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  1. #1

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    Archival print sleeves for negatives?

    Are archival print holders safe for negatives? I'm having trouble finding anything labled for negatives in the 5x7 or 8x10 size.

  2. #2
    ann
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  3. #3
    Dave Parker's Avatar
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    The sleeves that print file makes works great for prints or negatives, I have been storing negs in print file archivial sleeves for years now.

    http://www.printfile.com/

    They also have a full listing for larger sized negs, 45, 57, and 810

    http://www.printfile.com/products.cf...018014#product

    Dave

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    Thanks Ann. I was checking the sponsers and didn't check B&H. I'm trying to avoid B&H right now because I've got a few big things to get from them. Rather not tempt myself anymore then needed.

    Dave those are the ones-) Thanks

  5. #5
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    Quote Originally Posted by Nick Zentena
    Thanks Ann. I was checking the sponsers and didn't check B&H. I'm trying to avoid B&H right now because I've got a few big things to get from them. Rather not tempt myself anymore then needed.

    Dave those are the ones-) Thanks
    Hi Nick,

    Both Oxford and Avery make archival, polypropylene 8x10 sheet protectors. They should be available at almost any office supply store. Any reason why they wouldn't work as long as they're poly and archival?

    cheers

  6. #6

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    No idea John. Could the negative react with the sleeve? If they aren't tested for photographic use I'd always wonder.

  7. #7

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    If the negative is polyester base, those sleeves are probably ok as long as they are of archival material, and free of powders, etc. But if the film is triacetate base (still very common, more so in roll formats), those sleeves are not recommended for long term storage. Triacetate films should be stored in "open" containers such as archival paper envelopes (not gastight) loosely placed in open storage area, adjusted to low humidity, if you want the film to keep for many decades.

    Early triacetate films from 1950s stored in enclosed containers began to degrade in 1980s. But those stored in open containers are ok.

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    So does that mean the Glassines would be a better choice?

  9. #9

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    Yes, archival paper container, or something that allows the film base to breeze is much preferred for triacetate films. Polyester films are less demanding in terms of archival storage condition. Low humidity is another essential condition, but again, triacetate is more demanding.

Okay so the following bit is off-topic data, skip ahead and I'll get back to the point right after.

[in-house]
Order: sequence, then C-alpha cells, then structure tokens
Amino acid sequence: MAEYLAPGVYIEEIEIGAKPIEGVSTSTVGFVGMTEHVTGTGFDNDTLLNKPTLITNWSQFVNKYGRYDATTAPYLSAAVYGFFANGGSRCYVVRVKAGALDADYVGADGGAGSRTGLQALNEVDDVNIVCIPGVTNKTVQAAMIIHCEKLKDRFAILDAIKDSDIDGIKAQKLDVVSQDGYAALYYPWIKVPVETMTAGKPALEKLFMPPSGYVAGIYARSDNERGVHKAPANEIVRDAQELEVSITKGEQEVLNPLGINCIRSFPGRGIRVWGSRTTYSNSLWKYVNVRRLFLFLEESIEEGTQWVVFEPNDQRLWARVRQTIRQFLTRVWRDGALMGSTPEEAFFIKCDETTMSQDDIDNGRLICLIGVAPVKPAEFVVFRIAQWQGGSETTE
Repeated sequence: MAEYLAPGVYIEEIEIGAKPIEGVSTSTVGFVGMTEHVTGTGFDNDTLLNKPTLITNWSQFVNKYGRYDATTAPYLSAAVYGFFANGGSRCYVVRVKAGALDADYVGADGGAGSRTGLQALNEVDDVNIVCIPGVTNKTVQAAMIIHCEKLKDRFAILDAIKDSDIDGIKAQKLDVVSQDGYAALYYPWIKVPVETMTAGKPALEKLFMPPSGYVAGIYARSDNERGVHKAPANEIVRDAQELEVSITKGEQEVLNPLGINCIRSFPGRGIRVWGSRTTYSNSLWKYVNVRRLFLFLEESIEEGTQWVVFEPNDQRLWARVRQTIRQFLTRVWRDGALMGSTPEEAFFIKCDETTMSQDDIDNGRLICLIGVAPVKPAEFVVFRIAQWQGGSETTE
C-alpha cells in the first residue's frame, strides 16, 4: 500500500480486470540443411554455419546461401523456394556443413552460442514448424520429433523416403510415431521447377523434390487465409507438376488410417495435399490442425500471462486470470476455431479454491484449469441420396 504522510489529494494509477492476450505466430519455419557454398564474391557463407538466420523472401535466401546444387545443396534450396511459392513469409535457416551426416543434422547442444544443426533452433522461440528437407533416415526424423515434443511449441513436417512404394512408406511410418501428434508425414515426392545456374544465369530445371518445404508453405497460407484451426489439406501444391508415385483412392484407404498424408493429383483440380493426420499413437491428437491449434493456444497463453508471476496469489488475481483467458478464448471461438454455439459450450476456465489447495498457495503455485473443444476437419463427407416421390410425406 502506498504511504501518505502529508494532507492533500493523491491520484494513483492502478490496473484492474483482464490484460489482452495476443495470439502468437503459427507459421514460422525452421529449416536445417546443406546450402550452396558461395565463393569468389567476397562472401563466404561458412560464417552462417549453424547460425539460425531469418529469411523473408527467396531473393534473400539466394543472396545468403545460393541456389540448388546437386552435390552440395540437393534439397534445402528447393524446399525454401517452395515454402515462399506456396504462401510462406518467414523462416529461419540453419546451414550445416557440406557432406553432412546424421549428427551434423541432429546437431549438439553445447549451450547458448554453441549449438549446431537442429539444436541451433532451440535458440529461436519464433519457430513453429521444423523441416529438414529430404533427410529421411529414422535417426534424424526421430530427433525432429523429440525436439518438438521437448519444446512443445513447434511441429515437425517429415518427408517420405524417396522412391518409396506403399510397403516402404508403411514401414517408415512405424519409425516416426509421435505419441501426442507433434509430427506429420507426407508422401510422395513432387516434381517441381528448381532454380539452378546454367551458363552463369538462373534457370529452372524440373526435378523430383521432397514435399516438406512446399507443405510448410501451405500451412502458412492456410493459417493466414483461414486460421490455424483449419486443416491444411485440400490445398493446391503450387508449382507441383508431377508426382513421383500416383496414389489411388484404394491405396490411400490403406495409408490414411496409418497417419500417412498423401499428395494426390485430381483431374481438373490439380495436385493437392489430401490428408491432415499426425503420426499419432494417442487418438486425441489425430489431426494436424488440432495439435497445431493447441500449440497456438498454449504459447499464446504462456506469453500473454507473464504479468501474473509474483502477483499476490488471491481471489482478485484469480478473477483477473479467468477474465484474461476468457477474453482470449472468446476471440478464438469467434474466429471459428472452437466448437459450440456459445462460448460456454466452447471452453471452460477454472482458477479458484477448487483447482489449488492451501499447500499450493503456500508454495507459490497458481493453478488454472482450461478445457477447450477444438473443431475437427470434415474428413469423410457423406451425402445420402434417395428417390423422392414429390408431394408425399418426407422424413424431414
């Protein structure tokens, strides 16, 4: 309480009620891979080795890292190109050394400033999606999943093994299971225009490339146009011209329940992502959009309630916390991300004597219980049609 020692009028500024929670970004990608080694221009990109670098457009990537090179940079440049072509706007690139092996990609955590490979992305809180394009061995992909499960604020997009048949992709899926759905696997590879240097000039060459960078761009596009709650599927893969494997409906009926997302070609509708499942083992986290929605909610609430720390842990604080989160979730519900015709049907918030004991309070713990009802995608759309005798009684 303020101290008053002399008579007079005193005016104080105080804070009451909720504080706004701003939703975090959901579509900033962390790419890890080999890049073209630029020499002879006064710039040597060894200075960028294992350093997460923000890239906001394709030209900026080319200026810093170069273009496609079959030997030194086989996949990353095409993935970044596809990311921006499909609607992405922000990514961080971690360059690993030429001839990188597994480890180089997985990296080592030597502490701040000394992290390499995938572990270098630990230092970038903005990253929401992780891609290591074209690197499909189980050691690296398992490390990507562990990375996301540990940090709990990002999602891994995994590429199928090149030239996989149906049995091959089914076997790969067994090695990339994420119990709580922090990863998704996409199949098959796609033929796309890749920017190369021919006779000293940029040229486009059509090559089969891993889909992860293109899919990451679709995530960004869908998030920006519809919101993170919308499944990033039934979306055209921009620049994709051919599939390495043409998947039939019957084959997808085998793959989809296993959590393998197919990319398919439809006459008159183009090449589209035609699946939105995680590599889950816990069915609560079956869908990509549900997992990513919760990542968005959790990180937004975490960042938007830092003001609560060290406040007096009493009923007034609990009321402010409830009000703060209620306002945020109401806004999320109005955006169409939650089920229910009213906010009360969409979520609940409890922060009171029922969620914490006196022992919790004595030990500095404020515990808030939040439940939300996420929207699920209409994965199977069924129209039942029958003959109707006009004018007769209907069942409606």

10. #10
    edz
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    Quote Originally Posted by Ryuji
    If the negative is polyester base, those sleeves are probably ok as long as they are of archival material, and free of powders, etc. But if the film is triacetate base (still very common, more so in roll formats), those sleeves are not recommended for long term storage. Triacetate films should be stored in "open" containers such as archival paper envelopes (not gastight) loosely placed in open storage area, adjusted to low humidity, if you want the film to keep for many decades.
    I refer the reader to the guidelines published by the US Library of Congress: http://www.loc.gov/preserv/supply/catissu.html

    The problem with paper envelopes is that they are not suited to handling as common to negatives in use. While the paper envelopes might be "more archival" with respect to the material triacetate they are less "archival" from the view of mechanical protection of the emulsion during any form of handling.

    A good intermediate solutions, I think, is provided by Abodia: http://www.abodia.de/

    What's interesting about the Abodia negative sheets is that the pockets are open and wide allowing for some air to circulate. The material is very thick, strong and clear so I suspect some form of polypropylene.

    My procedure is to wrap negatives in endless triacetate sleeves--- built around the negative instead of as a pocket with its potential for damage posed by dust, grit or particles---- and to store these, increasingly, in Abodia hanging pockets. When I decide that negatives won't be printed anymore (at least not for a long time) I put them in envelopes in archival (mattboard) boxes.
    Edward C. Zimmermann
    BSn R&D // http://www.nonmonotonic.net



 

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